Gynura bicolor DC is widely distributed in certain areas of southeast Asia. It is a member of the Asteraceae family and has several local names, e.g., Suizenjina and Kinjisou in Japan (Hayashi et al., 2002). Its leaves are characterized by green adaxial and reddish purple abaxial surfaces. In Ishikawa Prefecture, G. bicolor is cultivated in the field from early spring to late fall. However, the reddish purple abaxial sides of leaves harvested in midsummer often lack this characteristic color (Yoshiaki et al., 2010).
Several growers say that the loss of red color of G. bicolor in midsummer is less in leaves from shaded locations than in those in sun-exposed locations. Many studies have reported on the effects of shading on the content of anthocyanins in fruit skin and on fruit color (Koyama and Goto-Yamamoto, 2008; Wang et al., 2000). In most fruits, light is a prerequisite for anthocyanin synthesis (Mancinelli, 1983) and shading during fruit development results in decreased anthocyanin content (Koyama and Goto-Yamamoto, 2008; Wang et al., 2000). On the other hand, temperature is an important factor that affects anthocyanin biosynthesis in various fruits such as apples (Ubi et al., 2006) and grapes (Yamane et al., 2006). The expression of genes involved in anthocyanin biosynthesis is repressed by high temperatures in a red-wine grape cultivar (Mori et al., 2007). Because G. bicolor plants are often exposed to high temperature in midsummer, the loss of red color of the leaves may largely be dependent on a repression of anthocyanin biosynthesis genes caused by high temperature.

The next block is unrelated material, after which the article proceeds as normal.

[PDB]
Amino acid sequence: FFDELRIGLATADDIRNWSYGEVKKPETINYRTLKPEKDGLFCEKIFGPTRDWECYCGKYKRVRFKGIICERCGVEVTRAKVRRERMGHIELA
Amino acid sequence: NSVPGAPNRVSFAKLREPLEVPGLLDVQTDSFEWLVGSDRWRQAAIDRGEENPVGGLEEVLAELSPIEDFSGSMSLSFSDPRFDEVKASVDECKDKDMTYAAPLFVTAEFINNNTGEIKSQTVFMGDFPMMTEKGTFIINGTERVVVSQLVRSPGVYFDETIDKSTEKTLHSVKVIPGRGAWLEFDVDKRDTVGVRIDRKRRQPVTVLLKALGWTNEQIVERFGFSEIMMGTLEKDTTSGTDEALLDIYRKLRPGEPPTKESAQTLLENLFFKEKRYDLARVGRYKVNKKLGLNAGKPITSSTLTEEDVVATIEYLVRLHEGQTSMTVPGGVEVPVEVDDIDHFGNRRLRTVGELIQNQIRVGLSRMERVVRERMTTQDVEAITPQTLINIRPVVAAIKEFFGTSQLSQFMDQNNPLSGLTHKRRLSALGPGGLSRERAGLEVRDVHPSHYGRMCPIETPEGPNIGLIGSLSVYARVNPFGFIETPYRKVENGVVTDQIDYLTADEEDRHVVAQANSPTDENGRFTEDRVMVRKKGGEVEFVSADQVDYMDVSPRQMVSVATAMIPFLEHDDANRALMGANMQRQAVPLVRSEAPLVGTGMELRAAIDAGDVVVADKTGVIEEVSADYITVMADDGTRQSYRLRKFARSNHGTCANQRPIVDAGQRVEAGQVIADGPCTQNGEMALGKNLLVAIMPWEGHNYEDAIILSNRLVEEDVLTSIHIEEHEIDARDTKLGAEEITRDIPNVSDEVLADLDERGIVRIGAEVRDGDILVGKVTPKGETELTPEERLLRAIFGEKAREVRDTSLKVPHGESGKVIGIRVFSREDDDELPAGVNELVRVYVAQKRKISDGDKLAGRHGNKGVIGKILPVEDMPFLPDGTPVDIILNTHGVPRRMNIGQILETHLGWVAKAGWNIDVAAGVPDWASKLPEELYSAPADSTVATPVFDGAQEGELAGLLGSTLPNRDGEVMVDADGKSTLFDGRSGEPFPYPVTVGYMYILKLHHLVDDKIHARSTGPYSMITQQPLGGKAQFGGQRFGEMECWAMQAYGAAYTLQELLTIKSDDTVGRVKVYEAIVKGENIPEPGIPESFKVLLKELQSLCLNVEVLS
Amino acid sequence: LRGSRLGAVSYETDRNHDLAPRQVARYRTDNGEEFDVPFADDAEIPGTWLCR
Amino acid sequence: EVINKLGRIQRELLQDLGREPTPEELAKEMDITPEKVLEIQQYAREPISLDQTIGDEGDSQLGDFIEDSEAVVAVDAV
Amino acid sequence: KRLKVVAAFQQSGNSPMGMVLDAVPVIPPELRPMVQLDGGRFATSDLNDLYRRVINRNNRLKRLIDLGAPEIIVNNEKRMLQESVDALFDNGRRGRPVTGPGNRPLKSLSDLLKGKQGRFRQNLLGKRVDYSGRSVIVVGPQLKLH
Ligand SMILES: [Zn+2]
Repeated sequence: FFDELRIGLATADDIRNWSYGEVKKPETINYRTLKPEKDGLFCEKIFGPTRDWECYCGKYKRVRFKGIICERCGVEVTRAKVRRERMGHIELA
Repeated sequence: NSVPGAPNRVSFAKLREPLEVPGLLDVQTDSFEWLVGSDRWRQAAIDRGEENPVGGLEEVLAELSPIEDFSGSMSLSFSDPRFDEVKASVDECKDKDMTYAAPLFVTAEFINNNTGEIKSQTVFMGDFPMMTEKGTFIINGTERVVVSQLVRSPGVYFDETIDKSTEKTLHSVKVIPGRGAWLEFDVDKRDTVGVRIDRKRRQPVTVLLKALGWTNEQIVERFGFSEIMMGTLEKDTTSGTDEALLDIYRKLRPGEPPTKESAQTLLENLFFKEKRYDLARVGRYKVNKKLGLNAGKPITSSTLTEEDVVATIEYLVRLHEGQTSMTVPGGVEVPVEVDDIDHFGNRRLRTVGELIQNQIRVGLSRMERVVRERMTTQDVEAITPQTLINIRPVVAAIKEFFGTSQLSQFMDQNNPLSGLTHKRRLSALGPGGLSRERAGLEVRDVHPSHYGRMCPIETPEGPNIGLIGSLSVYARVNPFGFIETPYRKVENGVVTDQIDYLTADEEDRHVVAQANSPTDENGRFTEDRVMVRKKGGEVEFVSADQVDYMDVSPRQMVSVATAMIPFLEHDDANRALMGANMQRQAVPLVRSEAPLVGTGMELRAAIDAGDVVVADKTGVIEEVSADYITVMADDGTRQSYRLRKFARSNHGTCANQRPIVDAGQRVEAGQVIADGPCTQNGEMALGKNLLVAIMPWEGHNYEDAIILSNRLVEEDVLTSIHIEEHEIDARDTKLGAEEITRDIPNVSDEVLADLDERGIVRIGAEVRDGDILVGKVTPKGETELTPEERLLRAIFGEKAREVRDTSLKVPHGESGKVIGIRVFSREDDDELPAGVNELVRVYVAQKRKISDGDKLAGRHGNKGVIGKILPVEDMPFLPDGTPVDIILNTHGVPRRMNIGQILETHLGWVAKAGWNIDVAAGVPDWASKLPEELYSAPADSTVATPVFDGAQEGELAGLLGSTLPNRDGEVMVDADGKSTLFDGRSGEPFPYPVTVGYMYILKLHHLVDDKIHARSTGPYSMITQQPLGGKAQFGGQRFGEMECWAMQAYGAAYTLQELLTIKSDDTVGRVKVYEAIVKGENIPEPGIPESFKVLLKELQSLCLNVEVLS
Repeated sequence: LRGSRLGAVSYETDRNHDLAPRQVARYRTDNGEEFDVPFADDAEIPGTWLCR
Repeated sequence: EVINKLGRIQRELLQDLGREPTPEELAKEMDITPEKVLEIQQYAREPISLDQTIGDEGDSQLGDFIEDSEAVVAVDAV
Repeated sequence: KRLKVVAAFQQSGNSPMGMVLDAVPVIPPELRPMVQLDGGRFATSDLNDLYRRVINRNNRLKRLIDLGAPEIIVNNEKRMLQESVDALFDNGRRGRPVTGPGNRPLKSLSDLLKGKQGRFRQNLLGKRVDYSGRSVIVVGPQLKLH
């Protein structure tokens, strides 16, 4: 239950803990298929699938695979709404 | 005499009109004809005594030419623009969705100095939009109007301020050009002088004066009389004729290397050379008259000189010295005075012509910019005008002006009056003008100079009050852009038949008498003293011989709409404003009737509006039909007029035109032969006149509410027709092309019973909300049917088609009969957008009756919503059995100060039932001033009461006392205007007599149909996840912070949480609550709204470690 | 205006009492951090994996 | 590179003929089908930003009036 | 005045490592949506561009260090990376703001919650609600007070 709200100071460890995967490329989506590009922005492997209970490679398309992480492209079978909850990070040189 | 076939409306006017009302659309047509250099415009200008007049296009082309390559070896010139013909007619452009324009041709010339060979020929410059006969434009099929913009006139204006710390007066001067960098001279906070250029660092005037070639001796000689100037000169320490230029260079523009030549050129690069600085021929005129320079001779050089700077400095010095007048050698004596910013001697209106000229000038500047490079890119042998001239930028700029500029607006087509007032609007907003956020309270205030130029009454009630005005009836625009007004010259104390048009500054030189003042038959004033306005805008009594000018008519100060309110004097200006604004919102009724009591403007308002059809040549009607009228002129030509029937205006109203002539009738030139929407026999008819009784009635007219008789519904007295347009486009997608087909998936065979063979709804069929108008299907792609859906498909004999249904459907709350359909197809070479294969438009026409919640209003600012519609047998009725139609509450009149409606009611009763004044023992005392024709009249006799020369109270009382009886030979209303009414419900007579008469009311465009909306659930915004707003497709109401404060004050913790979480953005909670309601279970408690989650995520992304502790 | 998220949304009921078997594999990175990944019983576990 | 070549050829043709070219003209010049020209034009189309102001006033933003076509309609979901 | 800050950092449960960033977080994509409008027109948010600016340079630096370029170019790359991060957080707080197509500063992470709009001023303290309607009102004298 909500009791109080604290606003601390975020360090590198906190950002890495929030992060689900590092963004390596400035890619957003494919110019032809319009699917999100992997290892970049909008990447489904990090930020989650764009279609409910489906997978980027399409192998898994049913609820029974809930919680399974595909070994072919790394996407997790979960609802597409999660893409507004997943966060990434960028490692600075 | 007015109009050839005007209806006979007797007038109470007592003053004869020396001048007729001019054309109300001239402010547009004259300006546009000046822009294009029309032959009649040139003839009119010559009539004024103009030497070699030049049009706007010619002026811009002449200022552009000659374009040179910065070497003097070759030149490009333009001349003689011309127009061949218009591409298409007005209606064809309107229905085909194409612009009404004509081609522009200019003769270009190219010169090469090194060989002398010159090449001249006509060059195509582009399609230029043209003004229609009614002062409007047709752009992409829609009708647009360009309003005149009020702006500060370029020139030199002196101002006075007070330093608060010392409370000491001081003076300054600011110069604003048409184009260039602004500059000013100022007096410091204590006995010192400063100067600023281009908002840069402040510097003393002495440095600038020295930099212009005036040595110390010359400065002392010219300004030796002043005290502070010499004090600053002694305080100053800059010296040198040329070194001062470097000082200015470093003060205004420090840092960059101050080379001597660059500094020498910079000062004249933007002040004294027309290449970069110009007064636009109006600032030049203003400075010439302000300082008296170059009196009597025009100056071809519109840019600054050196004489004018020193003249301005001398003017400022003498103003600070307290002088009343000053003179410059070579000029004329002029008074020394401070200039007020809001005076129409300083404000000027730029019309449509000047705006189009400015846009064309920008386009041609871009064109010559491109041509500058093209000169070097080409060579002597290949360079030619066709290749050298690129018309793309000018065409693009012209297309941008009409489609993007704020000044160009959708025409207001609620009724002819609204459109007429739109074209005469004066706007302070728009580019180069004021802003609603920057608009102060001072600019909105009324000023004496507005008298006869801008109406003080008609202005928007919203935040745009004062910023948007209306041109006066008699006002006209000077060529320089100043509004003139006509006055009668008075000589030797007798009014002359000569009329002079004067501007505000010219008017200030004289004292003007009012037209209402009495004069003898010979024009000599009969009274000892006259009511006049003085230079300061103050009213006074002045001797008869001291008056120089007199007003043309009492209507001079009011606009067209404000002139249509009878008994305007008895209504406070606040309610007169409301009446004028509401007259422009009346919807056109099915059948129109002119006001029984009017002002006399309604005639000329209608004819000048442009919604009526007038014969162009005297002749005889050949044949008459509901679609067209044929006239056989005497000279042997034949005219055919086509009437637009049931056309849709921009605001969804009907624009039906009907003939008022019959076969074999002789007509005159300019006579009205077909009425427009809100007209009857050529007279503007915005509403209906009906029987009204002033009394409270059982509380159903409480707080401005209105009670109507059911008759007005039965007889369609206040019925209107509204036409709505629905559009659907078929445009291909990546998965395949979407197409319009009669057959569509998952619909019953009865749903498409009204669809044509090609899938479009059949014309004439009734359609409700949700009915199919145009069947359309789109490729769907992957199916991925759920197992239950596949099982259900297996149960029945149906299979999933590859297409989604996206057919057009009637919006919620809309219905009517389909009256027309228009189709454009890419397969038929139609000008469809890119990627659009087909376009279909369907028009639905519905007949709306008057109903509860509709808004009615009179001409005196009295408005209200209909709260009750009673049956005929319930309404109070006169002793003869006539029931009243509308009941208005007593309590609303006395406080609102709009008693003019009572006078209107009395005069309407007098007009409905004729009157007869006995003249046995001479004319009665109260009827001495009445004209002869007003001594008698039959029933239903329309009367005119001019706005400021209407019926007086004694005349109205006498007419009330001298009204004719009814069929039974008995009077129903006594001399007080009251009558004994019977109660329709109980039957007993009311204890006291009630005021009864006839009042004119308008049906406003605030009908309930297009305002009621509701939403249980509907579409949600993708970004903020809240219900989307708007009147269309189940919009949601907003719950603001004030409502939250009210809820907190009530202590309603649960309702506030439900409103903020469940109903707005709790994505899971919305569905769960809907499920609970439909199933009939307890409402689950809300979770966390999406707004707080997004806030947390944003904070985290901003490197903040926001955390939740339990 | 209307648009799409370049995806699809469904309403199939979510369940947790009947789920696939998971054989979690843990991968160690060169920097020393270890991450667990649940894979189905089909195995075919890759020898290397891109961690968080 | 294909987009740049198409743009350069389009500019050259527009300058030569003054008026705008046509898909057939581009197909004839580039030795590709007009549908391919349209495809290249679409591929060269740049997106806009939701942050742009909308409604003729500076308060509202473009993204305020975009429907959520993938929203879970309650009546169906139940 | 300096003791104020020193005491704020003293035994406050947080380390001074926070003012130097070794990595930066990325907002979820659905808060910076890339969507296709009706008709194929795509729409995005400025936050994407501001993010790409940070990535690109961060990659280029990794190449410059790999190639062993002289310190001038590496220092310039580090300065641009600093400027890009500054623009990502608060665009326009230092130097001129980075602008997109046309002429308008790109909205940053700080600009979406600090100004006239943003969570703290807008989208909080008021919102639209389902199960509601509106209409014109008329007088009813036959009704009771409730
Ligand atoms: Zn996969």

Chlorogenic acid is the most abundant phenolic compound in G. bicolor leaves (Fukuoka et al., 2012). The contents increase in response to environmental stresses (Oh et al., 2009). In lettuce, leaves of sun-exposed plants contained more CGA than leaves from plants growing under shaded locations (Grace et al., 1998). Generally, phenolic compounds including anthocyanin can scavenge ROS (Kanatt et al., 2005; Nara et al., 2006). Chlorogenic acid was the most efficient scavenger of free radicals in G. bicolor leaves (Fukuoka et al., 2012). Because stress conditions enhance the production of ROS (Asada and Takahashi, 1987), leaves from sun-exposed locations in midsummer may contain a larger amount of CGA to scavenge abundant ROS.
However, because G. bicolor is a minor crop, there has been little research on this plant and no reports of changes in polyphenol biosynthesis of leaves induced by shading. In this article, we show that artificial shading in midsummer is an effective method to promote anthocyanin accumulation but reduces ROS scavenging capacity as a result of lower production of CGA.
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